That sunrise feeling

Hello, sun in my face.
Hello, you who make the morning
and spread it over the fields
and into the faces of the tulips
and the nodding morning glories,
and into the windows of, even, the
miserable and crotchety–

best preacher that ever was,
dear star, that just happens
to be where you are in the universe
to keep us from ever-darkness,
to ease us with warm touching,
to hold us in the great hands of light–
good morning, good morning, good morning. – Mary Oliver

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It’s that feeling when you wake up, eyes all swollen and heavy – and you step outside, walking to the big farm truck with your head still down watching as your feet shuffle across the snowy ground – and then you look up and the sky is blazing with the first glows of sunrise.  If the glow doesn’t blow you away first off, it’s the feelings to follow that do.  The swelling of heart strings at the breathtaking beauty the sky beholds or the way you feel at peace as you greet the day and the new sun.  As Oliver writes, sunrise – the best preacher there ever was.

But then your eyes blink, it is March 23, the ground is beginning to thaw and the alliums are seeded.

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Spring is fast approaching and we are watching the small crocus bulbs beginning to pop up below our kitchen windows.  Birds are beginning to sing again in beautiful and magical ways.  Here at Maggie’s we have emerged out of this winter tending to our new alliums in the greenhouse.  It is the warmest place on the farm for now, as the fields begin to thaw and the sun begins to break through the wintery ice shell that has covered the land all winter.  Peeling off the layers of winter sweaters has become a daily occurrence for some of the students here as they manage the greenhouse and tend to all our baby alliums with care and diligence.  It is a remarkable place to be and a special time of year as we are invigorated with birth and renewal.

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One area of the farm that has not been resting this winter is our cordwood production.  We have been processing wood since late fall and have worked despite the below freezing temperatures of winter.  Every winter we process 5 cords of wood for Maggie, the woman who gave her family farm to the Farm School – where most of us are now living.  In one week, our group hand split and delivered the 5 cord of wood to Maggie’s home.  We have some really strong men and women in our group and some who become so entranced by the work that they could buck up logs for days and never rest.  We have a cowboy who gets the cordwood craze glint in his eye when he sees it on the schedule, who at 9pm at night can be heard down at our woodpile cutting up wood for the furnace.  Seeing what areas people really fall in love with is fascinating and amazing, being able to watch as people discover new passions – such as wood processing – is just one of the many blessings of this place.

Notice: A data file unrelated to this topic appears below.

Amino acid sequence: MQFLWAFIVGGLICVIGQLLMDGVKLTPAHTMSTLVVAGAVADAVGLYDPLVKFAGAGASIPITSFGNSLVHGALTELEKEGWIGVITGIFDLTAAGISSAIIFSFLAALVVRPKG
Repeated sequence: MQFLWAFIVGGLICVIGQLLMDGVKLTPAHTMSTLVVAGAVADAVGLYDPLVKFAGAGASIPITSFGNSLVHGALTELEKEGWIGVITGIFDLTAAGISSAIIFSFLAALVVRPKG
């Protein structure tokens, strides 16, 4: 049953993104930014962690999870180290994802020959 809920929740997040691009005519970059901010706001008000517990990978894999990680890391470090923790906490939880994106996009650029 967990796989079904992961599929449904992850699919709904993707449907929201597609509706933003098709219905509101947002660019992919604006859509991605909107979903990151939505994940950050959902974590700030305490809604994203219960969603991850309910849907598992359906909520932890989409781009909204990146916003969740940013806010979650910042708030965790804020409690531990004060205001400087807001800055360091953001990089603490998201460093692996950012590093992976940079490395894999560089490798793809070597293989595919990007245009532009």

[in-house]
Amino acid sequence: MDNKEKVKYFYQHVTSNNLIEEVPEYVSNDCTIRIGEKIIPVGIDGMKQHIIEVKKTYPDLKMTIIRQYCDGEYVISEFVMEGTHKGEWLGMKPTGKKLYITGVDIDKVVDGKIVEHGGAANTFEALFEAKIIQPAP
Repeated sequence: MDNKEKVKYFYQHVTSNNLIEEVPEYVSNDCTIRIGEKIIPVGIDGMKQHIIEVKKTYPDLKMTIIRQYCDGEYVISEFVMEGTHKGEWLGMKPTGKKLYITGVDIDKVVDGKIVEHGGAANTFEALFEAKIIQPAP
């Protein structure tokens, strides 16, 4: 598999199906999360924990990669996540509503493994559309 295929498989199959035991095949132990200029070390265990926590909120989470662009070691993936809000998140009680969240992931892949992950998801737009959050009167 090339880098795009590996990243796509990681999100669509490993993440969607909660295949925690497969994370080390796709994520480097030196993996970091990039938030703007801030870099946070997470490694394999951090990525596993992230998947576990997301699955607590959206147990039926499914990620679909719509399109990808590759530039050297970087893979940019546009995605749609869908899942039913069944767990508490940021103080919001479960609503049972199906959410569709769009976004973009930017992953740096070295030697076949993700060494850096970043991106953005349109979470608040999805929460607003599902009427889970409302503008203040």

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Sugaring season has been off to a slow start this year with temperatures below freezing and teasing us with moments of sunshine and warmth.  Despite this the crews have begun to collect sap on a daily basis and people have been up late boiling away and playing music.  The smell of the boil is one of the most heavenly things on this planet and the warmth of the steam boiling off is definitely like getting hugs from maple trees.  Its similar to that sunrise feeling you get when you see the sky burning red, as you sit and watch the sap turns to syrup in the pan.  It’s magic, nothing less.

Sheep Shearing Snapshot: It was time for me to pick the ewe I was going to shear.  There was only one left whose wool had not been claimed, so I grabbed #18 and brought her out onto the barn floor.  Her face was brown with spots of white and she was smaller than most of our other ewes.  I then began to adjust my body position to hold her against my legs.

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Meanwhile, Fred is chatting about how he broke his elbow once when he was shearing a llama and he just kept working, then got bit on the bum by a dog and it was the most painful injury he ever had, even worse than a broken elbow.  As he kept telling us stories, I began to use the hand shears and find my deep love for using them.  The relative ease at which I took to hand shears was relieving, mostly because I was terrified I would cut my ewe up at first use of them!  It was a total different experience using the electric shears and I found them to be a bit jarring.  Fred kept saying, “keep it close to tha skin or y’all knick’er, ya gatta tilt the blades.”  As he spoke and repeated these words I found myself getting more and more nervous, and finally nicking her once at the end.  After it all, I had a 9.5lb bundle of wool from the shearing, all that I plan on using to make many needle felted creatures!

 

 

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One thought on “That sunrise feeling”

  1. YEAHHHHHHHHHHHH!!!! Love it!! Always so good to get these I am happy to be reminded of that poem too!!! She writes so well. So do you!!

    Missing you this Sundayand always, Love, M

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